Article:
Finally, I would encourage them to ask questions about themselves. Here I had more difficulty getting them to realize how much their own point of view shaped how they read. I gave them a sheet listing areas of social identification and personal experience, such as race, ethnic group, class, gender, education, health, religion, and formative experiences. After they detailed these identifications about themselves, I asked which ones shaped their reading. Then they could ask: Why do I read the Bible? How does my gender shape how I read the Bible? What am I looking for? How am I similar to or different from the people in the story? These and other questions enabled my to talk further about liberation theology and feminist/ womanist readings.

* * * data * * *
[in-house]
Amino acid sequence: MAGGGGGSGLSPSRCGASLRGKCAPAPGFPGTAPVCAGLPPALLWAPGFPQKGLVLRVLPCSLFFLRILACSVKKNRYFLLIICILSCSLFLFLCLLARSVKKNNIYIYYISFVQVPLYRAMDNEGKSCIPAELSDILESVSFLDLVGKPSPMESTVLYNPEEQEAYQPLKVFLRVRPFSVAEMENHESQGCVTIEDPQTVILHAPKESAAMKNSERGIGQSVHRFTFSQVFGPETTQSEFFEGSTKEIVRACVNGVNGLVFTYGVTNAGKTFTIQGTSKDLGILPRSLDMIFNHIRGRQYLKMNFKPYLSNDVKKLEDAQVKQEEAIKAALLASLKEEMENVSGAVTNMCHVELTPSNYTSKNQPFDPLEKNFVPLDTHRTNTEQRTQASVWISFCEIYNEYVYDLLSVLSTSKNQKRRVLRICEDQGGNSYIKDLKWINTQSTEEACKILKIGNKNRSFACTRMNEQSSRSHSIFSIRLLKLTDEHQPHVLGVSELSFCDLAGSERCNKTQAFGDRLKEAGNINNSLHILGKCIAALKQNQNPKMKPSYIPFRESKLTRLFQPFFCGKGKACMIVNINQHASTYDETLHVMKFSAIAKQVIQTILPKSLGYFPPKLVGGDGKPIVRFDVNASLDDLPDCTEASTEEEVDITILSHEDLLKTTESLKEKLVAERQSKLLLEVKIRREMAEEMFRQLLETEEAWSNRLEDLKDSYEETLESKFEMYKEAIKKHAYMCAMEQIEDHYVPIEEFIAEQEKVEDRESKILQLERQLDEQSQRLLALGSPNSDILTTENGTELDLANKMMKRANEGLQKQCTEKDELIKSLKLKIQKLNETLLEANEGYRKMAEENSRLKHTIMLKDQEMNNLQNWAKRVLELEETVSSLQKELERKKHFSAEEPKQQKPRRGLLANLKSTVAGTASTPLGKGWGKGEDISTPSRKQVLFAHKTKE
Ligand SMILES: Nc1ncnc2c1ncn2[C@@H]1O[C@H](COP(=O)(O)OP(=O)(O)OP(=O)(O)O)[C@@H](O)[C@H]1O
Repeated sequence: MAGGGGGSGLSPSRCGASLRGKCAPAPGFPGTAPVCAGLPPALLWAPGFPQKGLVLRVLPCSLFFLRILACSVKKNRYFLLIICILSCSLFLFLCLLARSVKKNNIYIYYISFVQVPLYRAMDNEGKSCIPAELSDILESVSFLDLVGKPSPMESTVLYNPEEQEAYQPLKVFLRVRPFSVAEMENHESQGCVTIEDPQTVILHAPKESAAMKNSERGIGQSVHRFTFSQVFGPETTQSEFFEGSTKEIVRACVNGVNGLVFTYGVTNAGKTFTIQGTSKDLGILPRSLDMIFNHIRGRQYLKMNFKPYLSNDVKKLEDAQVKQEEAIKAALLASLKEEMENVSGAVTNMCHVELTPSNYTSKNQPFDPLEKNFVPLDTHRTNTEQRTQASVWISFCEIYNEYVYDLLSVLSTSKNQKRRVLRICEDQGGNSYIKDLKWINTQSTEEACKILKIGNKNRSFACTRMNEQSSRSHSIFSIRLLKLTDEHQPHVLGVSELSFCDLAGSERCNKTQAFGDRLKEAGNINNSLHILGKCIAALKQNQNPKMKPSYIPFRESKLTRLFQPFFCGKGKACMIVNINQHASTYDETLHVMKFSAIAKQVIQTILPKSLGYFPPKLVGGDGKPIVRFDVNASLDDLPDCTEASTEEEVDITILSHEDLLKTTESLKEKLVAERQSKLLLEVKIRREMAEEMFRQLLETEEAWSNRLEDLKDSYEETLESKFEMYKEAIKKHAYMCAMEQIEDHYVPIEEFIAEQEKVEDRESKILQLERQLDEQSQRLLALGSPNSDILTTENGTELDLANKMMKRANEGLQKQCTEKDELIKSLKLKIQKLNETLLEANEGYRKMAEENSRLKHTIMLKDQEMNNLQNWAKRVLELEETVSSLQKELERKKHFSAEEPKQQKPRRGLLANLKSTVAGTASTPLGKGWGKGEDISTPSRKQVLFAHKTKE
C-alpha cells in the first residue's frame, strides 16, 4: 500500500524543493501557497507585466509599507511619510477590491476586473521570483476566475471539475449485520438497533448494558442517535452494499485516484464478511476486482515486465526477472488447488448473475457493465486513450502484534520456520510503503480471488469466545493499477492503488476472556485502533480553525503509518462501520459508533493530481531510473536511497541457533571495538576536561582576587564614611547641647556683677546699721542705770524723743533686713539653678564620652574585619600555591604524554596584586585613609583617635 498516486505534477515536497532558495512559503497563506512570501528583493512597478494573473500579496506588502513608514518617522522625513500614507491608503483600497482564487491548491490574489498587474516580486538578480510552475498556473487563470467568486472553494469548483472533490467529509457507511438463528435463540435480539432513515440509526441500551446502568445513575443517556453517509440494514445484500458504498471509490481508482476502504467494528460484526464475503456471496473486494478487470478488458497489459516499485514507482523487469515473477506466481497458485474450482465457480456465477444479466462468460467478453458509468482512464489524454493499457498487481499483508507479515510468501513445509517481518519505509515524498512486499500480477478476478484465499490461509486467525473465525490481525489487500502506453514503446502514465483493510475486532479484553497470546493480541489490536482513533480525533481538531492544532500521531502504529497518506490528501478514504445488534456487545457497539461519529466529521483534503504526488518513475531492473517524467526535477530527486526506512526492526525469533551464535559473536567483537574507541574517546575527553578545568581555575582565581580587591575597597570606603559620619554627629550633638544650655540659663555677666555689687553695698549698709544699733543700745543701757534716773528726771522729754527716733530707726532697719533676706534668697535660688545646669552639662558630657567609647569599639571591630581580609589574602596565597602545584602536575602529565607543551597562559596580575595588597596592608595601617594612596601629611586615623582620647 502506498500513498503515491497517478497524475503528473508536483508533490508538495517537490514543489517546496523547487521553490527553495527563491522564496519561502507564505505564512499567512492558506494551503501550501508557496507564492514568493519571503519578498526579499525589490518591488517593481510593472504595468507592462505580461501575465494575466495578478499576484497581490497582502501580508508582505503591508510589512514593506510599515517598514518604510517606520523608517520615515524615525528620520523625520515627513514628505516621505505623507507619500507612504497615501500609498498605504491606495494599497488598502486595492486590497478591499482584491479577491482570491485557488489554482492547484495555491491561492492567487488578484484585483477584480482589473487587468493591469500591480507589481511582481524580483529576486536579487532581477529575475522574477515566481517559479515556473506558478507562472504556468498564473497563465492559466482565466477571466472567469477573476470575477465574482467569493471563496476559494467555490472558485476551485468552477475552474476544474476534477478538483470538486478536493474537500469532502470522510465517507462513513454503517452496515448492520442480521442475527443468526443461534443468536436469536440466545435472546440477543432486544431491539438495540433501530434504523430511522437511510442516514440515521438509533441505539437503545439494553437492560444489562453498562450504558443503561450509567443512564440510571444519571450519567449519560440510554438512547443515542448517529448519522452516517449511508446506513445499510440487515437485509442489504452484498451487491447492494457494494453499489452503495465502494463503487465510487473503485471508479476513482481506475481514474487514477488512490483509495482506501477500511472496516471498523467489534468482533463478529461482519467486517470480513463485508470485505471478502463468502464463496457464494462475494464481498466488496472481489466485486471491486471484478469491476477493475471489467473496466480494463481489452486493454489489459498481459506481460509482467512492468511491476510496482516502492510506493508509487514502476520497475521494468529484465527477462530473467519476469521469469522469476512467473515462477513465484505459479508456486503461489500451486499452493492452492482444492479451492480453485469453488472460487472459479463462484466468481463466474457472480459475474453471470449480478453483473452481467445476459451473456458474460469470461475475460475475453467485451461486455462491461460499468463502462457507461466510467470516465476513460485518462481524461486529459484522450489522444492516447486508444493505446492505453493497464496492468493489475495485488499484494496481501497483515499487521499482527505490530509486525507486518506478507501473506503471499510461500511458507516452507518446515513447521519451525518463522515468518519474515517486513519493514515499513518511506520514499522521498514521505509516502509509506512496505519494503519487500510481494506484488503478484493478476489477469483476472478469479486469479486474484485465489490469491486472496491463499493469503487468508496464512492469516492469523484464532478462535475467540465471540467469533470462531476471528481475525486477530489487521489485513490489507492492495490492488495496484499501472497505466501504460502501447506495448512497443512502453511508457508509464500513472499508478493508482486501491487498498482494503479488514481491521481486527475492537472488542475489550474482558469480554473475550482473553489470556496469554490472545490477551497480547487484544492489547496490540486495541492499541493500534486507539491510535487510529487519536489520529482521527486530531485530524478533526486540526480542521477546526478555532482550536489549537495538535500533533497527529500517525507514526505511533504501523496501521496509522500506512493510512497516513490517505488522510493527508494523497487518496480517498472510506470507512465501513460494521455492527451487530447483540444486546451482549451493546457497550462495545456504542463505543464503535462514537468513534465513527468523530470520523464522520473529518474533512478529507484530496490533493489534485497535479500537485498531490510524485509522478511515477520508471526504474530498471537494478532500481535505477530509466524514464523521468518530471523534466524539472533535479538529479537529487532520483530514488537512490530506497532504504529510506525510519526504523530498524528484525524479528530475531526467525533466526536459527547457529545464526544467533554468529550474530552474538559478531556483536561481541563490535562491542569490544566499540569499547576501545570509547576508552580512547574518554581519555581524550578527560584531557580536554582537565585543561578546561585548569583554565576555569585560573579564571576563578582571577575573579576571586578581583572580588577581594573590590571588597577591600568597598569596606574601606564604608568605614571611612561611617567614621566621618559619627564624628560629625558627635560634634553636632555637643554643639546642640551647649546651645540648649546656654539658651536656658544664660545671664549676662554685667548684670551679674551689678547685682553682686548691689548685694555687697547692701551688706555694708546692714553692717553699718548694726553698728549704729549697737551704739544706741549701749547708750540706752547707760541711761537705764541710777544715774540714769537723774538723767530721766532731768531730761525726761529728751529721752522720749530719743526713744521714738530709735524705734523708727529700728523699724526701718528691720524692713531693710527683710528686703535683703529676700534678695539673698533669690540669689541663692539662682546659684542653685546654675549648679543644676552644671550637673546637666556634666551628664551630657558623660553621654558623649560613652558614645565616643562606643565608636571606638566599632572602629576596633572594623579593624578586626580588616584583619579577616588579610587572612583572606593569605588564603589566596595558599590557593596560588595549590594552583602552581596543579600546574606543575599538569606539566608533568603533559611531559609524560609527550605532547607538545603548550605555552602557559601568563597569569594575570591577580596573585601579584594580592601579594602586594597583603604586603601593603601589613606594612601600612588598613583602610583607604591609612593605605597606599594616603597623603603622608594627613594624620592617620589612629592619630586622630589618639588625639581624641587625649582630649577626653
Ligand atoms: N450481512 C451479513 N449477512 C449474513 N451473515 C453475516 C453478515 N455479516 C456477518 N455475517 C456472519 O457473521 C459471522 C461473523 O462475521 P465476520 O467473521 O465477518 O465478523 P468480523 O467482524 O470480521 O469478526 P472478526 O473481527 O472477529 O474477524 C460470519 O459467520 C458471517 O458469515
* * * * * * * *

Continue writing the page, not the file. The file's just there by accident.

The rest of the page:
When all this was done, I would give them a test. The test would be on a passage we had not worked with before in class. Actually, it was a passage on the baptism of Jesus from the Gospel of Peter, but they did not know this. Most students thought it came from one of the four Gospels. I told them to imagine they had found this fragment in the Judean desert. Now what questions would they have about it? The entire test consisted of the questions they would ask. They were graded on the range of questions, the extent of questions, and the interest of the questions.

      Now after those two weeks, the students had had their introduction to method, and they were ready to study the New Testament. After they had dealt with “How to ask a question,” they moved on to other three parts of the course: “How to read a story” (the Gospels), How to read a letter.” (Pauline epistles), and How to reconstruct history” (historical Jesus). In each section, I suggested to them a set of questions and procedure to follow for investigating narrative rhetoric and history. It made for a pretty good introduction to the liberal arts in a religion class no less. At some point, I would sometimes model the whole process by thinking aloud with a passage with which I was unfamiliar.